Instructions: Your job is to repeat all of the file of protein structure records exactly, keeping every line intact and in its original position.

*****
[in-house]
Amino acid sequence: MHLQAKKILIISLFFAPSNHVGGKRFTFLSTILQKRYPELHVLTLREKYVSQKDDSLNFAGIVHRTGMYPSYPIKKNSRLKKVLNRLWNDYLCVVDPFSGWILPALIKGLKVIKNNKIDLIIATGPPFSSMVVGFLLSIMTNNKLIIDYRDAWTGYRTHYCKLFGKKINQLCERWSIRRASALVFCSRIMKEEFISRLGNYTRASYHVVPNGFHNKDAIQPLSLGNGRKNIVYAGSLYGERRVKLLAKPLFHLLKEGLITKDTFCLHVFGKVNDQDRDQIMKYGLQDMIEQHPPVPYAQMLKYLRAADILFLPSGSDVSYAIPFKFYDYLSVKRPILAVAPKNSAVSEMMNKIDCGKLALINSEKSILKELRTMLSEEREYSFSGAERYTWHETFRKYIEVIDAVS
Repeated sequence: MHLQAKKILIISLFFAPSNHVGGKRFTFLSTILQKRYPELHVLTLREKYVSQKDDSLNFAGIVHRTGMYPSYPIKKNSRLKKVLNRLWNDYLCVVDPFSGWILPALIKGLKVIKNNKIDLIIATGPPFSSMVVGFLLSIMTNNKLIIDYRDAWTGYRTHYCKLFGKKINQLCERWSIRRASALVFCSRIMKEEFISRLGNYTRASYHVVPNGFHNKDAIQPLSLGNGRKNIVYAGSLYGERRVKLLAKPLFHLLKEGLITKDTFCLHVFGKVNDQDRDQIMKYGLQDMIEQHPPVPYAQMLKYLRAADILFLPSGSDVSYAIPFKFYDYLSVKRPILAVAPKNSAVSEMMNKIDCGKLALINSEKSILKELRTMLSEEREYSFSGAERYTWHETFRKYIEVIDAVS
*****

[in-house]
Amino acid sequence: MHLQAKKILIISLFFAPSNHVGGKRFTFLSTILQKRYPELHVLTLREKYVSQKDDSLNFAGIVHRTGMYPSYPIKKNSRLKKVLNRLWNDYLCVVDPFSGWILPALIKGLKVIKNNKIDLIIATGPPFSSMVVGFLLSIMTNNKLIIDYRDAWTGYRTHYCKLFGKKINQLCERWSIRRASALVFCSRIMKEEFISRLGNYTRASYHVVPNGFHNKDAIQPLSLGNGRKNIVYAGSLYGERRVKLLAKPLFHLLKEGLITKDTFCLHVFGKVNDQDRDQIMKYGLQDMIEQHPPVPYAQMLKYLRAADILFLPSGSDVSYAIPFKFYDYLSVKRPILAVAPKNSAVSEMMNKIDCGKLALINSEKSILKELRTMLSEEREYSFSGAERYTWHETFRKYIEVIDAVS
Repeated sequence: MHLQAKKILIISLFFAPSNHVGGKRFTFLSTILQKRYPELHVLTLREKYVSQKDDSLNFAGIVHRTGMYPSYPIKKNSRLKKVLNRLWNDYLCVVDPFSGWILPALIKGLKVIKNNKIDLIIATGPPFSSMVVGFLLSIMTNNKLIIDYRDAWTGYRTHYCKLFGKKINQLCERWSIRRASALVFCSRIMKEEFISRLGNYTRASYHVVPNGFHNKDAIQPLSLGNGRKNIVYAGSLYGERRVKLLAKPLFHLLKEGLITKDTFCLHVFGKVNDQDRDQIMKYGLQDMIEQHPPVPYAQMLKYLRAADILFLPSGSDVSYAIPFKFYDYLSVKRPILAVAPKNSAVSEMMNKIDCGKLALINSEKSILKELRTMLSEEREYSFSGAERYTWHETFRKYIEVIDAVS